Using Nature to Find Your Way Without a Compass
Of course, it is easier to navigate with a compass, but it pays to know how to orient yourself without one. One of the best around is the Suunto MC-2G Mirror Sighting Global Compass. It has a declination adjustment system, which is useful in areas of large magnetic variation. But even a small button compass is useful — I keep one in my survival kit.
When examining a used compass, if it’s a liquid-filled type, make sure the bubble (if any) is small, indicating that it hasn’t leaked out.
But if you have no compass, you can still orient yourself in a general way. These rules apply in the Northern Hemisphere.
- Find the North Star.
- Identify the Big Dipper.
- Identify the two stars at the “pouring end” of the ladle.
- Mark the distance between them.
- Draw a line between the two stars at the pouring end of the ladle and extend it 5 times — you’ll find Polaris at the end of that line. Polaris is the tip of the Little Dipper’s handle.
- Track the Sun With a Stick. This method is most accurate around noon.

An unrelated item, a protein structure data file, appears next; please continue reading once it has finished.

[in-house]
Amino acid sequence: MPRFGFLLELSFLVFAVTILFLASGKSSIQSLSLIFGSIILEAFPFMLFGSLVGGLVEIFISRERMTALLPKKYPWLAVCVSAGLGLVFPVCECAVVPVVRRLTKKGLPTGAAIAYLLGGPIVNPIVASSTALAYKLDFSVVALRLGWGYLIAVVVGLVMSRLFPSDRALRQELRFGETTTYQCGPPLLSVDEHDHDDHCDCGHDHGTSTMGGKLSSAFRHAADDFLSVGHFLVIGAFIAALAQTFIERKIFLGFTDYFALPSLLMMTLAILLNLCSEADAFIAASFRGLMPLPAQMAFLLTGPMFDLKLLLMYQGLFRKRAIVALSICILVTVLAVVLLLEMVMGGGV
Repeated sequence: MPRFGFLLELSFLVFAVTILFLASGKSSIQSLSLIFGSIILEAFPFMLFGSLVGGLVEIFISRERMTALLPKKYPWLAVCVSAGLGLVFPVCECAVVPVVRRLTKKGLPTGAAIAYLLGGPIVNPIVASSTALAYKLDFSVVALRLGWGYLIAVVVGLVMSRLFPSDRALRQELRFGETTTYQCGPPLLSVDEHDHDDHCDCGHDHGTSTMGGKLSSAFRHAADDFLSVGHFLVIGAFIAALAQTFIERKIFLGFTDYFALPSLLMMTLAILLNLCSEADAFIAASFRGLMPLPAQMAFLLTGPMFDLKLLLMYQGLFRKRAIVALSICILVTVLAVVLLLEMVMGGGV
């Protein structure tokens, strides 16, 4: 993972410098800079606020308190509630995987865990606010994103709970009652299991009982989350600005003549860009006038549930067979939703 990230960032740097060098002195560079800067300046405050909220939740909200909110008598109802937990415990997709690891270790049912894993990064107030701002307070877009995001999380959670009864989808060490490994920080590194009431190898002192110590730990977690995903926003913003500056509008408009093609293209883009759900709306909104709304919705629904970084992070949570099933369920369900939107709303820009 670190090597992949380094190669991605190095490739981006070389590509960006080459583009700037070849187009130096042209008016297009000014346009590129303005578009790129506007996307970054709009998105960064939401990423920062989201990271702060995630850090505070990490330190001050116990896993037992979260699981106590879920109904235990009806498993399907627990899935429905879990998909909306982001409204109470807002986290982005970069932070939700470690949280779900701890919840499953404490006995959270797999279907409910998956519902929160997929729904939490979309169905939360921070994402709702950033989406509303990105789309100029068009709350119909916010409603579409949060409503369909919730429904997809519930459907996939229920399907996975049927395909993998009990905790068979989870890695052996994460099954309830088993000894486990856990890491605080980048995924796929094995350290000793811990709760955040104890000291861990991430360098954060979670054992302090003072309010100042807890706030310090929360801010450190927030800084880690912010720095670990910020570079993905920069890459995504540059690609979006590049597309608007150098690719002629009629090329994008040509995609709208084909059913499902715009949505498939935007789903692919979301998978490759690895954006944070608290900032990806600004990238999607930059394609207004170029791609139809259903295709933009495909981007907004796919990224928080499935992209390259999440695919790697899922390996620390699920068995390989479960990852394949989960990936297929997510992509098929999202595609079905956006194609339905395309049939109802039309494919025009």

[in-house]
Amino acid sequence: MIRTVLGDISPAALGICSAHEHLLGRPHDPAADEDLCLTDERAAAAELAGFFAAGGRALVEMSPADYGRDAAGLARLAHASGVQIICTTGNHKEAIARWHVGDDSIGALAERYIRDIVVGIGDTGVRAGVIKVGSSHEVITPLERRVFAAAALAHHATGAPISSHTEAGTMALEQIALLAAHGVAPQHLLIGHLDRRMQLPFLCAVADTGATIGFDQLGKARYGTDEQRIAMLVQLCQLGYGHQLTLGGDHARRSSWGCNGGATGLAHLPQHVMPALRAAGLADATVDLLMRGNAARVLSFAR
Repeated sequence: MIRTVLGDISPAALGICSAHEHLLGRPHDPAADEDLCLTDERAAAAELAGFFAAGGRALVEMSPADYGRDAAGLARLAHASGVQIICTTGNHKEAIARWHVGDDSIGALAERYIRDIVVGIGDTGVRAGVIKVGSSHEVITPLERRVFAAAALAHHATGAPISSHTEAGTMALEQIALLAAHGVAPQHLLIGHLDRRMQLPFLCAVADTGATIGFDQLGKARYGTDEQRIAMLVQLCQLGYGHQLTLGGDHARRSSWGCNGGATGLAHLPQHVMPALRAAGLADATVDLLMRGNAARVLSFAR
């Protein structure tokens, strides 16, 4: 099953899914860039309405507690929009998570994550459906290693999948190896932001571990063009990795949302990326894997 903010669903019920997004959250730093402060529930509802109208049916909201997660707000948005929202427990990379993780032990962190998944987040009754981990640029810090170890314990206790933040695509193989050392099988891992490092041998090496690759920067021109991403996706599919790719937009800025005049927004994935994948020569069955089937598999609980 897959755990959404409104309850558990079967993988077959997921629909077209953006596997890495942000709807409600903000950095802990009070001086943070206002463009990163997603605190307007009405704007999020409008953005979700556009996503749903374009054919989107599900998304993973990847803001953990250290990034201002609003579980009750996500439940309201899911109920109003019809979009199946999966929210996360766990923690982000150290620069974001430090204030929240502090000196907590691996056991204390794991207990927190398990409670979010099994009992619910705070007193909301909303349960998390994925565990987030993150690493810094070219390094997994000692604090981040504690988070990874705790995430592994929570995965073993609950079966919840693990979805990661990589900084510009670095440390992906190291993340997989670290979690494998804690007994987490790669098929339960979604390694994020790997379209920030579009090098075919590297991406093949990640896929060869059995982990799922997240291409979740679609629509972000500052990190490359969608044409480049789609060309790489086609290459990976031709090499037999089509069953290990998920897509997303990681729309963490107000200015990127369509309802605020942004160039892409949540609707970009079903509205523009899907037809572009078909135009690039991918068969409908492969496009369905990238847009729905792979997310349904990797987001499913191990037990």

- Plant a stick vertically in the ground.
- Place a mark at the tip of its shadow.
- A half-hour later, place another mark at the tip of the shadow.
- A line drawn between the marks points approximately East and West.
- Use the Crescent Moon. This method is most accurate when the moon is at its highest point in the sky.
- Draw a line between the horns of the crescent.
- Extend that line down to the horizon — where it touches the ground is approximately South.
- Moss on Trees. This method is most accurate in drier microclimates. Moss will grow on rocks and tree trunks that do not receive much sun; this will tend to occur on the North side of those objects.
- Drier Hillsides Face South. This method works well in dry mountainous regions. North-facing slopes get the least sun and have more water-loving vegetation. South-facing slopes will have less vegetation, or more drought-tolerant vegetation like cacti.